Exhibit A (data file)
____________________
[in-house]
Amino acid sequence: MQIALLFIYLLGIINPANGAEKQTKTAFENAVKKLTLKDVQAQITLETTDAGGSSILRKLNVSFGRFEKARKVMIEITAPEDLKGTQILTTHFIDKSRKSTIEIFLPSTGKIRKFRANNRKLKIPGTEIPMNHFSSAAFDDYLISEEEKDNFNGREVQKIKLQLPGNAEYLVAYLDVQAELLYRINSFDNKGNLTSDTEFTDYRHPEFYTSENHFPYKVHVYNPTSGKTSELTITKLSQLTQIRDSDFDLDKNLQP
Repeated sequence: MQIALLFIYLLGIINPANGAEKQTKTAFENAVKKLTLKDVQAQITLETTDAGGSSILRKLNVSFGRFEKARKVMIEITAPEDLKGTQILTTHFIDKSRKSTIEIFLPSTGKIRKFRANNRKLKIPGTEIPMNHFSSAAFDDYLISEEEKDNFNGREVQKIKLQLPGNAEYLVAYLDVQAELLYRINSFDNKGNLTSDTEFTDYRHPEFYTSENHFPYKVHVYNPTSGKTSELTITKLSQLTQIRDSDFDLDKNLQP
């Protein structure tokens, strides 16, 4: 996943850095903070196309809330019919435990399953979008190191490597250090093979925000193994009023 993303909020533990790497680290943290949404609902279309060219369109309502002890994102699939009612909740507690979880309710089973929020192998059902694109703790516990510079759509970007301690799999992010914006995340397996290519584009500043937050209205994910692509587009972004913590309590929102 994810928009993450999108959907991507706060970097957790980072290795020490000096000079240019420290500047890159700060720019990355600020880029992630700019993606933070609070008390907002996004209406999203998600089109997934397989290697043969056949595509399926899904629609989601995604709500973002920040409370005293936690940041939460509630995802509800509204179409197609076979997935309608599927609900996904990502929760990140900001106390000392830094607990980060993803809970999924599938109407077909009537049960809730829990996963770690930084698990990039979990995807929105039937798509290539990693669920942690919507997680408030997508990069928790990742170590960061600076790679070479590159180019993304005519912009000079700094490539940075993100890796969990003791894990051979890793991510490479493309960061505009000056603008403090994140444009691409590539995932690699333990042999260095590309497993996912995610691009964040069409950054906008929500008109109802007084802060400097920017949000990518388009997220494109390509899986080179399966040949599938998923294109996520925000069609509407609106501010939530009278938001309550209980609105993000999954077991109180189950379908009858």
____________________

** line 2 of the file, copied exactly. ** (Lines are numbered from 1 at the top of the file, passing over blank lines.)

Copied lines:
Amino acid sequence: MQIALLFIYLLGIINPANGAEKQTKTAFENAVKKLTLKDVQAQITLETTDAGGSSILRKLNVSFGRFEKARKVMIEITAPEDLKGTQILTTHFIDKSRKSTIEIFLPSTGKIRKFRANNRKLKIPGTEIPMNHFSSAAFDDYLISEEEKDNFNGREVQKIKLQLPGNAEYLVAYLDVQAELLYRINSFDNKGNLTSDTEFTDYRHPEFYTSENHFPYKVHVYNPTSGKTSELTITKLSQLTQIRDSDFDLDKNLQP